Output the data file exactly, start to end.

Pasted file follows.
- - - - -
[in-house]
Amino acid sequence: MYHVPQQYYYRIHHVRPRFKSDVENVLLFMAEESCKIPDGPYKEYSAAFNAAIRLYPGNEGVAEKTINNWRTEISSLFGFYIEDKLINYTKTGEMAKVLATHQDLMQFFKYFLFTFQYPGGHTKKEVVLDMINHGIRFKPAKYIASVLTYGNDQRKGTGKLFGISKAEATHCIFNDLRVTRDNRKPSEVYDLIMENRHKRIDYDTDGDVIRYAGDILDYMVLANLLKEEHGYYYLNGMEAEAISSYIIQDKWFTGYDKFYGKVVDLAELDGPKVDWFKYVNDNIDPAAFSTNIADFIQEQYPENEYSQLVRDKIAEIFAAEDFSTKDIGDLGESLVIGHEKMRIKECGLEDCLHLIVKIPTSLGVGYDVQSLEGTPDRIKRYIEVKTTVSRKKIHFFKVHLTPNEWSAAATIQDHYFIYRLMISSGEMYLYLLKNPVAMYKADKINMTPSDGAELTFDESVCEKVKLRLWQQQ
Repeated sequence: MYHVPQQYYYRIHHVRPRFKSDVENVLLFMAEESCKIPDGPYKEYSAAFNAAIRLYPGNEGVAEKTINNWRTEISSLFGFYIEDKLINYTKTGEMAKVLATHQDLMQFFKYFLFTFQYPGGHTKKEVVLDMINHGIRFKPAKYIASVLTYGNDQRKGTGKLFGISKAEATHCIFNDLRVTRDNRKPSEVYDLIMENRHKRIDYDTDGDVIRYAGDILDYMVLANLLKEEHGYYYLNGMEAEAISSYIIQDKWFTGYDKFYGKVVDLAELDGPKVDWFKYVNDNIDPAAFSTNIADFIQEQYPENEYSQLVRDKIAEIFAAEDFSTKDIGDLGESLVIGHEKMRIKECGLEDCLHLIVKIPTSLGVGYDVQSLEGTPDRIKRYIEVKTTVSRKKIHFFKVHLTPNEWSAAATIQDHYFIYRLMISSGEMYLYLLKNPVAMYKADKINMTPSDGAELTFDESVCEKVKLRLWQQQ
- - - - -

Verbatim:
[in-house]
Amino acid sequence: MYHVPQQYYYRIHHVRPRFKSDVENVLLFMAEESCKIPDGPYKEYSAAFNAAIRLYPGNEGVAEKTINNWRTEISSLFGFYIEDKLINYTKTGEMAKVLATHQDLMQFFKYFLFTFQYPGGHTKKEVVLDMINHGIRFKPAKYIASVLTYGNDQRKGTGKLFGISKAEATHCIFNDLRVTRDNRKPSEVYDLIMENRHKRIDYDTDGDVIRYAGDILDYMVLANLLKEEHGYYYLNGMEAEAISSYIIQDKWFTGYDKFYGKVVDLAELDGPKVDWFKYVNDNIDPAAFSTNIADFIQEQYPENEYSQLVRDKIAEIFAAEDFSTKDIGDLGESLVIGHEKMRIKECGLEDCLHLIVKIPTSLGVGYDVQSLEGTPDRIKRYIEVKTTVSRKKIHFFKVHLTPNEWSAAATIQDHYFIYRLMISSGEMYLYLLKNPVAMYKADKINMTPSDGAELTFDESVCEKVKLRLWQQQ
Repeated sequence: MYHVPQQYYYRIHHVRPRFKSDVENVLLFMAEESCKIPDGPYKEYSAAFNAAIRLYPGNEGVAEKTINNWRTEISSLFGFYIEDKLINYTKTGEMAKVLATHQDLMQFFKYFLFTFQYPGGHTKKEVVLDMINHGIRFKPAKYIASVLTYGNDQRKGTGKLFGISKAEATHCIFNDLRVTRDNRKPSEVYDLIMENRHKRIDYDTDGDVIRYAGDILDYMVLANLLKEEHGYYYLNGMEAEAISSYIIQDKWFTGYDKFYGKVVDLAELDGPKVDWFKYVNDNIDPAAFSTNIADFIQEQYPENEYSQLVRDKIAEIFAAEDFSTKDIGDLGESLVIGHEKMRIKECGLEDCLHLIVKIPTSLGVGYDVQSLEGTPDRIKRYIEVKTTVSRKKIHFFKVHLTPNEWSAAATIQDHYFIYRLMISSGEMYLYLLKNPVAMYKADKINMTPSDGAELTFDESVCEKVKLRLWQQQ